The manuscript Evangelistariou 220 was identified by a curator of the Museum of the Bible and comes from the treasures of the Patriarchal and Stavropegic Monastery of Eikosifoinissa that were stolen by Bulgarian soldiers in 1917
A manuscript of the Gospel (late 10th to early 11th century) of the Patriarchal and Stavropegic Monastery of Eikosifoinissa, with tax code 220, which was stolen by Bulgarian soldiers in March 1917, during the First World War, along with 430 other manuscripts and 470 ecclesiastical objects, is to be returned, after more than a century, to the historic Monastery of Drama. The manuscript has belonged to the private collection of the Museum of the Bible since 2014, when the museum was founded, and was recently identified by a museum curator. After this development, Mr. Jeffrey Kloha, Head Curator of the Museum of the Bible, on June 20, 2020 addressed a letter to His All-Holiness Ecumenical Patriarch Bartholomew, in which he informed him that in the context of the collaboration of this Museum with the Ecumenical Patriarchate, it had been decided to return the manuscript to the Monastery of Eikosifoinissa.
His All-Holiness, in a Patriarchal Letter sent to Mr. Jeffrey Kloha on August 31, 2020, thanked him for this action, stating that it was an act of restoration of the legal cultural heritage of the Patriarchal and Stavropegic Monastery of Panagia Eikosifoinissa. Among other things, he emphasized that “it is a real blessing for the monastic fraternity and the Christian world to see the religious treasures which were removed from the Monastery officially return to their natural space and be used for the spiritual edification of the faithful, as well as by scholars of history and art.” The Ecumenical Patriarch praised the decision of the Museum of the Bible to return the manuscript of the Gospel, in the context of its wider collaboration with the Ecumenical Patriarchate, noting that as an act it is exemplary and encourages the repatriation of the remaining ecclesiastical items to their natural mother, namely the Monastery.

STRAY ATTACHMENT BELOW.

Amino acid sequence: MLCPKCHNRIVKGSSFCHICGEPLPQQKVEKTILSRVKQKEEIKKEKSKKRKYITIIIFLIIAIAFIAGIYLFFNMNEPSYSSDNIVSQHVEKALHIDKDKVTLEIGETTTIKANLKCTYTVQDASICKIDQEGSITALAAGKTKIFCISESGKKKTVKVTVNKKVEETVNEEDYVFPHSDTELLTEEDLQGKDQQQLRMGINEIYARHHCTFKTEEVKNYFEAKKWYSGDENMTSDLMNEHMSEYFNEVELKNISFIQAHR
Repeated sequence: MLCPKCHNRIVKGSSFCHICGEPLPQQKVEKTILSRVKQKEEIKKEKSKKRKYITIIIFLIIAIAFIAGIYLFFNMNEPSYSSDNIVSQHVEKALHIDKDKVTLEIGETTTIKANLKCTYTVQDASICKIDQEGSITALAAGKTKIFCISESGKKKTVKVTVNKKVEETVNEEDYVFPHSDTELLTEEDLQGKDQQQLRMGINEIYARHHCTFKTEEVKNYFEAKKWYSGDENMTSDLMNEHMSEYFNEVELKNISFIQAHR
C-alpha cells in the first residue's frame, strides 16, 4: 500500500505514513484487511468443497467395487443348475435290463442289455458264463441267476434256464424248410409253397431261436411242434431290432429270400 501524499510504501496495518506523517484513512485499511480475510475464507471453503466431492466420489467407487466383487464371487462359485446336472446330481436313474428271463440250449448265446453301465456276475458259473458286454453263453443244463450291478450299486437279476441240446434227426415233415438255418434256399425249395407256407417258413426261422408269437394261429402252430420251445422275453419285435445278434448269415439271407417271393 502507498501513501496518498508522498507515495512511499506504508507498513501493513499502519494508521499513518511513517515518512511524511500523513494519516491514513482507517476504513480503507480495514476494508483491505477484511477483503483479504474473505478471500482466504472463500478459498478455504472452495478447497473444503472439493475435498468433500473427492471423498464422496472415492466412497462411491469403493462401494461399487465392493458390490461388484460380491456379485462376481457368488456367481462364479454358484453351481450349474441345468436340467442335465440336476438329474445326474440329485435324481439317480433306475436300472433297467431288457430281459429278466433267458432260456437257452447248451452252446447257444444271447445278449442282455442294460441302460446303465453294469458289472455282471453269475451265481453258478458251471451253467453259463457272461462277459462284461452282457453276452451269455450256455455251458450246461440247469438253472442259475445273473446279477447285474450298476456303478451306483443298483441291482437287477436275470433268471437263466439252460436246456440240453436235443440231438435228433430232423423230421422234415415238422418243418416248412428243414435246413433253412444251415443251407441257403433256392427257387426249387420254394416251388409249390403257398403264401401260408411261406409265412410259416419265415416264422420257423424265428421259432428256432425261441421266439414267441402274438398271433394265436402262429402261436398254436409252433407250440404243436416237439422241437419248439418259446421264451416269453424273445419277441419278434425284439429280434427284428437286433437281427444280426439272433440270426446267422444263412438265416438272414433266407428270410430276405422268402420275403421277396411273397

On October 16, 2020, the Museum of the Bible officially announced its decision to return Evangelistariou 220 of the Eikosifoinissa Monastery. Prior to its return, the manuscript will be exhibited in a special exhibit of the Museum, along with three other biblical manuscripts of the same period, namely: a) a Psalter from the 11th century, b) a Gospel from the 12th century, and c) an Acts of the Apostles from the 12th century, which will be borrowed from the Patriarchal and Stavropegic Monastery of Zavorda of Saint Nikanor, for the temporary exhibition that will be inaugurated by His All-Holiness during his scheduled official visit to the USA in October 2021.
It is to be recalled that the Ecumenical Patriarchate and the Museum of the Bible on January 31, 2020 signed a Memorandum of Collaboration, which provides for the creation of a permanent exhibition of the Ecumenical Patriarchate on the fourth floor of the Museum, which is dedicated to the History of the Bible, as well as the joint organization of temporary exhibitions. From the side of the Ecumenical Patriarchate, the Rev. Archimandrite Agathangelos Siskos, Archivist of the Ecumenical Patriarchate, has been appointed by His All-Holiness as the person responsible for this collaboration, along with Elizabeth Prodromou, Professor at Tufts University and Member of the Advisory Board of the Museum of the Bible. It is worth noting that this Museum, which is based in Washington, has one million visitors a year and has developed similar collaborations with the Vatican Library and the Ephorate of Antiquities of Israel.